Legal cases demonstrate that the use of accommodation paper was growing – and becoming more acceptable – through the first decades of the 19th century. The Banking Act of 1844 started a different trend: banks that were no longer allowed to issue bank notes found another way to create money, the checking account. These two trends combined to create a new financial system centered around banks as the arbiters of credit.
The 19th century witnessed a transition from a decentralized system of paper money that was controlled by adherence to the real bills doctrine to a more complex system in which short-term monetized credit was allocated by banks. A new approach had to be found to control the growth of the new monetary system based on checking accounts. The Banking Act of 1844 had been a first effort at direct control of the money supply. It was unsuccessful in many ways: In the first quarter century after it was passed, it had to be suspended three times in order to protect the economy from the ravages of liquidity crises. And the growth of checking accounts effectively neutered the Act.
In the meanwhile, however, the Bank of England had a discovered a new tool for controlling the money supply. In the 18th century the Bank’s discount rate had remained fixed at 5%. As a consequence in normal times competing banks took most of the trade, and the Bank’s discount business was relatively small. In a liquidity crisis, however, the Bank’s discounts would increase astronomically for a few days or even weeks only to fall back to normal when the panic had eased.
In the first half of the 19th century a major concern of the Bank was the maintenance of its gold reserves. Thus, the outflow of gold that was associated with crises and strong demand for discounts at the Bank caused concern. It didn’t take long for the Directors of the Bank to realize that by raising the discount rate, they could moderate the outflow of gold. In the 1820s Bank Rate, or the discount rate of the Bank of England, started to be used as a policy tool. By the middle of the century Bank Rate was the principal policy tool that the Bank used to control the flows of gold to and from the Bank and to moderate the growth of credit and of the money supply.
3. The genesis of fiat money
England developed a paper monetary system in the late 18th century. The monetary system was not uniform across the country. In commercial regions a large fraction of the circulating currency took the form of domestic bills. Local bank notes were often an important part of the currency too, especially in agricultural districts. Bank of England notes were issued in large denominations and were important for settling interbank accounts, but circulated very little in the countryside.
This state of affairs changed dramatically in 1797. The finance of the Napoleonic Wars had put an enormous strain on the financial system and the Bank of England risked running out of gold. The solution was the suspension of the convertibility into gold of the Bank of England note. This suspension lasted for almost a quarter of a century.
As the local banking networks had relied through their London correspondents on the gold reserves of the Bank England in order to meet the demands of their own customers, it was no longer possible for local banks to pay out their notes in gold upon request. To resolve the settlement problem in the countryside, the Bank of England began to issue notes in small denominations – making it possible for the local banks to pay out Bank of England notes instead of gold.
Thus, at the turn of the century the British economy shifted very smoothly from a gold standard to a fiat money standard. During the war the economy experienced a moderate level of inflation with the result that when the war finally ended in 1815 it was not immediately possible to resume convertibility of the Bank of England note into gold at the rate that prevailed in 1797. Policymakers, however, were committed to resumption at the original exchange rate. Thus, in the years following the Napoleonic Wars the British economy was put through a severe recession and in 1821 convertibility of the Bank of England note was restored.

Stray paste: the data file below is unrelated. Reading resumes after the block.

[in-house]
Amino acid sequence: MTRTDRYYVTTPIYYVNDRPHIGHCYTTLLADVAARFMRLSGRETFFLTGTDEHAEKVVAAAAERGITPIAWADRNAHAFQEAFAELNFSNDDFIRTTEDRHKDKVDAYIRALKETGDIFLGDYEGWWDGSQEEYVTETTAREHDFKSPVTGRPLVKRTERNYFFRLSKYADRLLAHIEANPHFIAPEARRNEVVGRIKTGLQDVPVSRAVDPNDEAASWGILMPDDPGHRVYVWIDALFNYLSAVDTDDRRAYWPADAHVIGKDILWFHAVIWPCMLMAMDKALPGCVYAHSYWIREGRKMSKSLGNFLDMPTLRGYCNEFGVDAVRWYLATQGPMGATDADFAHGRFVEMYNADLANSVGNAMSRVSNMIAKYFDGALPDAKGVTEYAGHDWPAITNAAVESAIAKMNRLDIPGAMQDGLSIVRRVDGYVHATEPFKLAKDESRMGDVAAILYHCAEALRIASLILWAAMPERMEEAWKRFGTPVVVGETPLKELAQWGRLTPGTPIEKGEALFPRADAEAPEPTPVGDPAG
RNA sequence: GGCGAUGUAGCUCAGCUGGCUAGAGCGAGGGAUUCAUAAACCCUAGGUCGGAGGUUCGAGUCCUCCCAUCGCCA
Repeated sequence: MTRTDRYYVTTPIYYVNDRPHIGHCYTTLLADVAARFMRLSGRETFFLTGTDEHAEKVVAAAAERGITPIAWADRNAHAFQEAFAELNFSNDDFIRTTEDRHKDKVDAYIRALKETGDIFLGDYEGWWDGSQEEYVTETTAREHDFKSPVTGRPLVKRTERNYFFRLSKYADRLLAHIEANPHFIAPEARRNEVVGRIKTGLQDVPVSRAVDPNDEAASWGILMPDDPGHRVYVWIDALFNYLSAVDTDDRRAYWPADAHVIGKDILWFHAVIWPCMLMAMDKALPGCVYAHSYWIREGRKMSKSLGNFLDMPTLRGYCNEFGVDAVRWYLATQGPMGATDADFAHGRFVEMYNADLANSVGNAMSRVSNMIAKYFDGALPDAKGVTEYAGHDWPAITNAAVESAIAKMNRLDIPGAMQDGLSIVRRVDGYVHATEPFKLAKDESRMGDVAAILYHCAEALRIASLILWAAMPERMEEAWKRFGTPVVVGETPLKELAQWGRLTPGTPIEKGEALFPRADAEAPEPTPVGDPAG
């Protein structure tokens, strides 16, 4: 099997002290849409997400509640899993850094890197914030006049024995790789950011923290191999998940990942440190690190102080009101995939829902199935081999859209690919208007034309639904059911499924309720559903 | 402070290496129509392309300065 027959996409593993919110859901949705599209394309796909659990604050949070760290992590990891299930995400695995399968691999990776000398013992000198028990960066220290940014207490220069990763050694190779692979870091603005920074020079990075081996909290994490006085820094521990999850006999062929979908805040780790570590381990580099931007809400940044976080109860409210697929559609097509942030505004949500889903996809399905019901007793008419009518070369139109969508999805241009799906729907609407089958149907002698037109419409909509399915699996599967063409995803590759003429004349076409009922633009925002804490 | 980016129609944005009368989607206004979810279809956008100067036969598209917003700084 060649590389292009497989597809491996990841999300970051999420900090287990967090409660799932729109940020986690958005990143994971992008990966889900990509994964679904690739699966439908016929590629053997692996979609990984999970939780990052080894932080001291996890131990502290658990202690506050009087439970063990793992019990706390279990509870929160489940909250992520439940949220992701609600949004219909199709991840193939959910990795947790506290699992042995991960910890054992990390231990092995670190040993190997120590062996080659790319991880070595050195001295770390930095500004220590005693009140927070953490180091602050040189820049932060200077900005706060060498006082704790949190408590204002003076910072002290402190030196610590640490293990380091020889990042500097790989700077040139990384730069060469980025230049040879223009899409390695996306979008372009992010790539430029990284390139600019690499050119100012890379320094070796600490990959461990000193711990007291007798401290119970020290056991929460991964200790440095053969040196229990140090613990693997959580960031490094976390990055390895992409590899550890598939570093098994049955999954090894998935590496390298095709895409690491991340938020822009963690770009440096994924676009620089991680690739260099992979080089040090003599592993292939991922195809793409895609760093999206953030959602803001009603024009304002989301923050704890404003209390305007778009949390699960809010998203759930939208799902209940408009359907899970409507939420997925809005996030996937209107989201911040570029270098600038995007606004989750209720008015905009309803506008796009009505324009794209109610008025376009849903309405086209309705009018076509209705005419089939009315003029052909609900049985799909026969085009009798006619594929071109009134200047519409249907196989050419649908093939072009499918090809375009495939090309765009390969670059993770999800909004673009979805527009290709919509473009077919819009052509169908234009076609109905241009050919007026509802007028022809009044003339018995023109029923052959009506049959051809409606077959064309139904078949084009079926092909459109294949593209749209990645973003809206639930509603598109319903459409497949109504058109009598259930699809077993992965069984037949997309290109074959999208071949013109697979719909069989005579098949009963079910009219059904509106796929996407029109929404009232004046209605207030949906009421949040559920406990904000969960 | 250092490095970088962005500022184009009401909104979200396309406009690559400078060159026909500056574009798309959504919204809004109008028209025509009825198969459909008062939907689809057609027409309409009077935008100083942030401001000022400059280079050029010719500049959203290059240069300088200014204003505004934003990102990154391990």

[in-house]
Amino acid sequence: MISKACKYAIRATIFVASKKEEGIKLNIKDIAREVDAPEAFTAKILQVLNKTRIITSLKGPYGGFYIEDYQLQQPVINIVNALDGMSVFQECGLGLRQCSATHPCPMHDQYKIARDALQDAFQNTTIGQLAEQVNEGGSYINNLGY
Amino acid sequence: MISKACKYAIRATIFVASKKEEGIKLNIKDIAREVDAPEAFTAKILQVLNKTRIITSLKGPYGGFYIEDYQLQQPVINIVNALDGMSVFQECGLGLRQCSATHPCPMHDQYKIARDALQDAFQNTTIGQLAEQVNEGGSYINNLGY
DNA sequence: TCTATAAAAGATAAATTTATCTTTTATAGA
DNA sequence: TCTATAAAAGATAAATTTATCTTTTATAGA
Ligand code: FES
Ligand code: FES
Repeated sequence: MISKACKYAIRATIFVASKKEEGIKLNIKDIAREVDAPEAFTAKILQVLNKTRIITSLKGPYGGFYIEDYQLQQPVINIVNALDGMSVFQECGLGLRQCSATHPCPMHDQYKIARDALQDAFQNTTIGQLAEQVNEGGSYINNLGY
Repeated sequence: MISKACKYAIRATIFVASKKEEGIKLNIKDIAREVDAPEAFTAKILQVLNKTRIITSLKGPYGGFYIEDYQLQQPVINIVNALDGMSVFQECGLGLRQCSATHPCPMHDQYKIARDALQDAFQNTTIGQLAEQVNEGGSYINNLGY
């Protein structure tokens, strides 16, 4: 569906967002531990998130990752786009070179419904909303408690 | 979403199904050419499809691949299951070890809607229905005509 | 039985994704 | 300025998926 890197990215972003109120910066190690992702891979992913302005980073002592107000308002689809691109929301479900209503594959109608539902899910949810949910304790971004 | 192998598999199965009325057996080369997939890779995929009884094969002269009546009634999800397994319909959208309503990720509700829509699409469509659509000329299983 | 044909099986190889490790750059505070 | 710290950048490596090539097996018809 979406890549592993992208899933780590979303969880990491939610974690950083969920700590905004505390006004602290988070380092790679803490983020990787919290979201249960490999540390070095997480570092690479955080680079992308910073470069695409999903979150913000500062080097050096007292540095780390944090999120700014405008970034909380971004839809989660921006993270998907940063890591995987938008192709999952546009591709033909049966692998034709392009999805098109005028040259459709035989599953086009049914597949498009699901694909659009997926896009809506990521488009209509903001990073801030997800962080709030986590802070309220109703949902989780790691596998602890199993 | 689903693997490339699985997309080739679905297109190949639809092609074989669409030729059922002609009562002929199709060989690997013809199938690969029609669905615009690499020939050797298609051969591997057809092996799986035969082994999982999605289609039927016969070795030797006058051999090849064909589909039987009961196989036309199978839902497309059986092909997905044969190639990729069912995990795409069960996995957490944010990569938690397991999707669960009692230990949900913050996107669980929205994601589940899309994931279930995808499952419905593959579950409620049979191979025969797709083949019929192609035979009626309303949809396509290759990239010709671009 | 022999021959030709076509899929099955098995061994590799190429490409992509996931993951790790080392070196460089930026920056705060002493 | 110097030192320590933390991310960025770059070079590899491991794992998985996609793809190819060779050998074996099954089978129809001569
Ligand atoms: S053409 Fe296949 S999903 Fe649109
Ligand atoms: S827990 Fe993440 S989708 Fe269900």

Despite the fact that gold was now readily available, country banks continued to settle their obligations in Bank of England notes with frequency for the simple reason that Bank notes were accepted by almost everyone. Bank of England notes displaced gold as a means of settling trades, because they were in practice “good as gold”.
Thus, the foundations of a modern banking system were laid in 19th century Britain. Paper bank notes were universally accepted in final settlement of debt. The banking system offered checking accounts to the general public and short-term credit to those that met the criteria of the bankers. And finally the whole system was moderated by the Bank of England’s control over the short term interest rate on bills discounted at the Bank. The great 20th century innovation would be the shift to a true fiat money standard with no convertibility of bank notes into any kind of real asset.
B. Early Monetary Theorists’ View of the Relationship Between Banking and Growth
Almost a century before Bagehot, Adam Smith and Henry Thornton discussed the role played by the banking system in the economic growth of Britain. Chapter 2 of Book II of the Wealth of Nations is devoted to explaining how banks contribute to the recent increase in trade and industry of Britain. In addition, Smith remarks on the importance of the Bank of England and the role it played in “support[ing] the credit” of the largest banks in England, Germany, and Holland, including an anecdote about how in 1763 the Bank advanced in a single week £1.6 million (equal at the time to almost a quarter of the Bank’s total liabilities) “a great part of it in bullion” (at II.2.85). For Smith, the mechanism by which banking contributed to growth was by expanding the metallic money supply and conserving on the circulation of gold and silver. In short, it was because bank money was not collateralized by “safe assets” like gold or silver that it could play the role that it did in increasing the money supply.